Old Damascus – a place to lose yourself


Damascus is the world’s oldest continuously inhabited city. As you enter the maze of streets that make up the Old City, you might not see evidence of thousands of years of dwelling, but a sense of history in the buildings that surround you is evident around every corner you turn.

Unlike many old cities, the lanes and alley of Damascus are still teeming with life. Souqs, family shops, cafes, mosques and churches are squeezed into the smallest spaces as a busy flow of local people and visitors go about their business. Walk through the main street of the souq, or along Straight St, and you will see a cosmopolitan blend of residents doing their shopping, western tourists snapping photos or browsing in shops and a multitude of tourists from neighbouring Arab countries. To the east of the main commercial area is the Umayyad Mosque, where an air of calm pervades and the shouts from the traders fade into a distant hum amid the quiet of the holy site. A little further on, and the change in attire of the women in the street is a clear sign that you are entering the Christian quarter.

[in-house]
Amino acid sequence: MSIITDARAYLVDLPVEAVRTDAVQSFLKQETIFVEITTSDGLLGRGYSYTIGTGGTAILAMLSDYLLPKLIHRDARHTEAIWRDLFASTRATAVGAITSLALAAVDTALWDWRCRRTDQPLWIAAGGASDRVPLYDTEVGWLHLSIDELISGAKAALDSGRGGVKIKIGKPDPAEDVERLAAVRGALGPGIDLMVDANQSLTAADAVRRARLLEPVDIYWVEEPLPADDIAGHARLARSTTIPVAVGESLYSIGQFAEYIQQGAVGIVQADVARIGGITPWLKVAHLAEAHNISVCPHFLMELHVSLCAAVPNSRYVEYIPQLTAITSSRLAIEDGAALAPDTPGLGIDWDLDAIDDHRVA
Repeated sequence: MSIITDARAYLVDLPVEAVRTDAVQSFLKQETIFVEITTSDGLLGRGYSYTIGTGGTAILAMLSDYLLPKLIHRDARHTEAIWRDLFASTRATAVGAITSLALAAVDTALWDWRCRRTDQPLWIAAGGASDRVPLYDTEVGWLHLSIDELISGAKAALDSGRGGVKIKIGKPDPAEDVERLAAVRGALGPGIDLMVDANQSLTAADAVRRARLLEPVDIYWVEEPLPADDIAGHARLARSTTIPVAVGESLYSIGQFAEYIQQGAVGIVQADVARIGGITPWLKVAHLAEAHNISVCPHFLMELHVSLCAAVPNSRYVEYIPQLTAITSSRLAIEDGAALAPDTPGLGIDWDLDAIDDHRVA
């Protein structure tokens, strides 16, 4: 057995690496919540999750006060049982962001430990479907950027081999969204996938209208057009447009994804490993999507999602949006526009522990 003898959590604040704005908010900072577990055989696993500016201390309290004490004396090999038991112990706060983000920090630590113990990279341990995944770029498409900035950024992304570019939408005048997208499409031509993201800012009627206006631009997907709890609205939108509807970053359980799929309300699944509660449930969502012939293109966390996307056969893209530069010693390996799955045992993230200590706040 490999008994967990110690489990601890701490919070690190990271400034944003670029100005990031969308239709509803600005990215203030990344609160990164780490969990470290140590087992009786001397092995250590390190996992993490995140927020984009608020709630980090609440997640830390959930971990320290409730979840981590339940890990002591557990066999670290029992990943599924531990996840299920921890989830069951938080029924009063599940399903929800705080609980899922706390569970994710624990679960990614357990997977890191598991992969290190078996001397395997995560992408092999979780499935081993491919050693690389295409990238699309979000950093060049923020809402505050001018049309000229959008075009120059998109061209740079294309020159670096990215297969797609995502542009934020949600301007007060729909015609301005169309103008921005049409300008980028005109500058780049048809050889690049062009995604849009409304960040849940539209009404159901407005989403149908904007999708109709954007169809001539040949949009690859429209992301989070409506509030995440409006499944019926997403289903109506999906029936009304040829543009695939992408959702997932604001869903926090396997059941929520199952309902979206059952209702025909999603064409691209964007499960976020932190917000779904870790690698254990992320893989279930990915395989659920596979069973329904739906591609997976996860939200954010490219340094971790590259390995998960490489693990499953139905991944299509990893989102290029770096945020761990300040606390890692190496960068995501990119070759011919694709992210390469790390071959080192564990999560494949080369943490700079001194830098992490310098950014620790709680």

For us, one of the highlights of wondering through Old Damascus was getting the chance to peer into some of the Damascene houses. Remarkably unremarkable on the outside, and yet behind an old delapidated door we suddenly came upon a beautiful courtyard, with fountains, vibrant floral displays and buildings that had been lovingly preserved. While some are marked on the map as historic sites and even take a small entry fee, others are just glimpsed through a chance open door, and a smile and wave to the owner saw us welcomed in to admire an oasis of calm in a bustling city.

Damascus is one of my favourite cities. Good food, wonderful people, a sense of safety at any time of day or night, and a photographer’s dream with so many wonderful buildings and gardens hidden within its heart.

(April 2009) Link to nice site on old Damascene houses

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Freelance travel writer

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